Journalist likens Trump’s anti-Muslim rhetoric to yesteryear’s anti-Catholicism

The writer of the story below attempts to connect presidential candidate Donald Trump’sMEN recent anti-Muslim rabble rousing with American anti-Catholic sentiment in the early 20th-century.

But let’s take a step back and see if there might be a bit more to the story than Mr. Pierce is letting on.

Sure, there was a lot of anti-Catholic sentiment in this country going all the way back to its Plymouth and Jamestown roots. Some of it was extreme and even violent. But what precipitated the intolerance? Did it just appear out of thin air as Pierce seems to imply or were there very real historical forces that helped shape national opinion?

Protestant settlers to this country were mindful of the Catholic church’s  very heavy-handed ecclesiastical despotism in European religious and political history. Anyone remember the Crusades? The Inquisition? Following the Reformation, Jesuits operated in Protestant nations, sometimes clandestinely, with the determined goal of returning those countries to the fold of Catholicism. Popes continued to insist upon their allegedly God-given right to suppress all “schismatics” and “heretics” in alliance with civil governments where Catholics were in the majority. Popes also condemned democratic forms of government and the constitutional right of freedom of religion. See information on Pope Pius IX’s Syllabus of Errors (1864) here. What were American Protestants supposed to think when they read those proclamations?

Intolerance and sometimes violent persecution of non-Catholic minorities was standard practice in Catholic countries and continued right up into the 20th century in such places as Franco’s Spain, Salazar’s Portugal, Mussolini’s Italy, inter-war Poland, Vichy France, and Pavelic’s Croatia. Anti-Protestantism was also widespread throughout Latin America, fueled by falangist clerico-fascism. See my previous blog here. Also, for a recent report of lingering Catholic intolerance in Mexico see here.

No, I don’t condone or support hatred of any group of peoples but to suggest anti-Catholic sentiment in America appeared out of thin air as Pierce would have us believe is irresponsible, drive-by, two-dimensional journalism meant to elicit an unsophisticated, rah-rah response.

Evidently, it’s politically incorrect to bring up a millennia’s worth of deadly Catholic intolerance but it’s okay to bring up the sometimes-less-than-benevolent Protestant reaction.


A century ago, a popular Missouri newspaper demonized a religious minority: Catholics

by Matt Pierce

4 thoughts on “Journalist likens Trump’s anti-Muslim rhetoric to yesteryear’s anti-Catholicism

  1. You’re an idiot. The Crusades were a defensive war a belated response to 3/4ths of the Christian world being occupied including all of Spain and half of France. The Inquisition was merely a product of secular governments operating under Divine Rule of Kings and challenging the Church challenged Divine Rule; therefore it was treason. In the United States, treason is still puts people to death for treason.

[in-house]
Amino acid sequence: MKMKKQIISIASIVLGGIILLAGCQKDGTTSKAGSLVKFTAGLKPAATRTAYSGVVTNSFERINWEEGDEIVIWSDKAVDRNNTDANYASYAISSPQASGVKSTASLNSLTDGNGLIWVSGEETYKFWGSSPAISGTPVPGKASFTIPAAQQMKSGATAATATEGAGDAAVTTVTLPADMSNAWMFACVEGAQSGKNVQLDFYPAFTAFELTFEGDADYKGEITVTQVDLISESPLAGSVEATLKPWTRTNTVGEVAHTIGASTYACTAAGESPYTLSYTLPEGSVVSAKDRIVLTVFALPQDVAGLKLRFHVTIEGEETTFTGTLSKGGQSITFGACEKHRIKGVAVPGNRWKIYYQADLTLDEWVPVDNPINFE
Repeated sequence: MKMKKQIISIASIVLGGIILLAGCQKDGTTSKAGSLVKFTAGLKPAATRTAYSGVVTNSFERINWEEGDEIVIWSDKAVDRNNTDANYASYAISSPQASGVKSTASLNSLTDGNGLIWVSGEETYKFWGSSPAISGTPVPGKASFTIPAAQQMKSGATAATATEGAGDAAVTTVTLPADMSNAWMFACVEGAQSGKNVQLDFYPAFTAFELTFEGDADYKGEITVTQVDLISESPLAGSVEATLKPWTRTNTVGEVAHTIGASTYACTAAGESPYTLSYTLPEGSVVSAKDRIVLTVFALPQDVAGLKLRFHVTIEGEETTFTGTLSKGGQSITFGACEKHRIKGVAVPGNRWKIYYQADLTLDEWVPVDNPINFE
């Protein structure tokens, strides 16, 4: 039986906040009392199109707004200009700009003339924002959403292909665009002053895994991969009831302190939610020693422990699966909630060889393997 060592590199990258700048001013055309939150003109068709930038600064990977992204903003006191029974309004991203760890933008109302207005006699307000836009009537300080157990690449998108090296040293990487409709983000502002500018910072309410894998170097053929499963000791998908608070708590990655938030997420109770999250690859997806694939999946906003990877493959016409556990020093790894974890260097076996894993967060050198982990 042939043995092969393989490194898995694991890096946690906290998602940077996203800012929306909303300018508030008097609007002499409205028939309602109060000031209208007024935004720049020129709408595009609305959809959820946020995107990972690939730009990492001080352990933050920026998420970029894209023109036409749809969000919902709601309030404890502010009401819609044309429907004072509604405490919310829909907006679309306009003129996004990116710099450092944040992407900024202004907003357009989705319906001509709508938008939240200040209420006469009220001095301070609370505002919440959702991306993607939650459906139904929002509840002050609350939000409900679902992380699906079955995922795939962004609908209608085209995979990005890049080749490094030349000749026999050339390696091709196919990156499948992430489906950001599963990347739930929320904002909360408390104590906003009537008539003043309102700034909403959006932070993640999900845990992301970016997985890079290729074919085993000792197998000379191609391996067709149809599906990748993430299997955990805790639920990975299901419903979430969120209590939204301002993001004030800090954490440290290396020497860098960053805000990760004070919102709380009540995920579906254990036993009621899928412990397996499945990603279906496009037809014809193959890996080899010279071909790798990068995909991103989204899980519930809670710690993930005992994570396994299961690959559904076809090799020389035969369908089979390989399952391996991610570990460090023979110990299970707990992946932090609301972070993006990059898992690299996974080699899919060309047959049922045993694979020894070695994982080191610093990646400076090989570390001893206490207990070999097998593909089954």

The Anglican persecution of Catholics based on the same method as the Inquisition.


    1. Thanks for your comment, Josie. But even the most chauvinistic of Catholic apologists would hesitate to completely absolve the church as you have attempted to do.

      Popes John Paul II and Francis have already apologized for church’s role in the Inquisition, the Crusades, and rampant anti-Semitism, among other matters.

      I’m curious why a faithful Catholic would deny what their popes have already apologized for.

      I pray some day you’ll soften your heart to the Lord and His Good News of salvation by His grace through faith in Jesus Christ alone.


      1. Straight up idiot.

        Faithful Catholic? How about a Masters in medieval history.

        Furthermore, any Catholic would laugh at your citing John Paul II’s, certainly because it appears either that you haven’t read it or comprehended it:

        His comments on the Inquisition:

        “But, at the same time, neither may it rely on images of the past steered by public opinion, since these are frequently highly charged with passionate emotion which impedes serene and objective diagnosis.”

        The documents comments on The Crusades:

        “Can today’s conscience be assigned ‘guilt’ for isolated historical phenomena like the Crusades or the Inquisition? Isn’t it a bit too easy to judge people of the past by the conscience of today .”

        Doesn’t say much.

        He doesn’t state the Crusades or the Inquisition were wrong so much as he admits there were atrocities and the church should ask forgiveness for those

        “From what has been said, it can be concluded that John Paul II’s appeal to the Church to mark the Jubilee Year by an admission of guilt for the sufferings and wrongs committed by her sons and daughters in the past,”

        Strange how you see it wholesale…


      2. Josie, Thanks for your comment but I believe even many of your fellow Catholics would distance themselves from your coarseness. May the Holy Spirit lead you to the truth of salvation by grace through faith in Jesus Christ alone.


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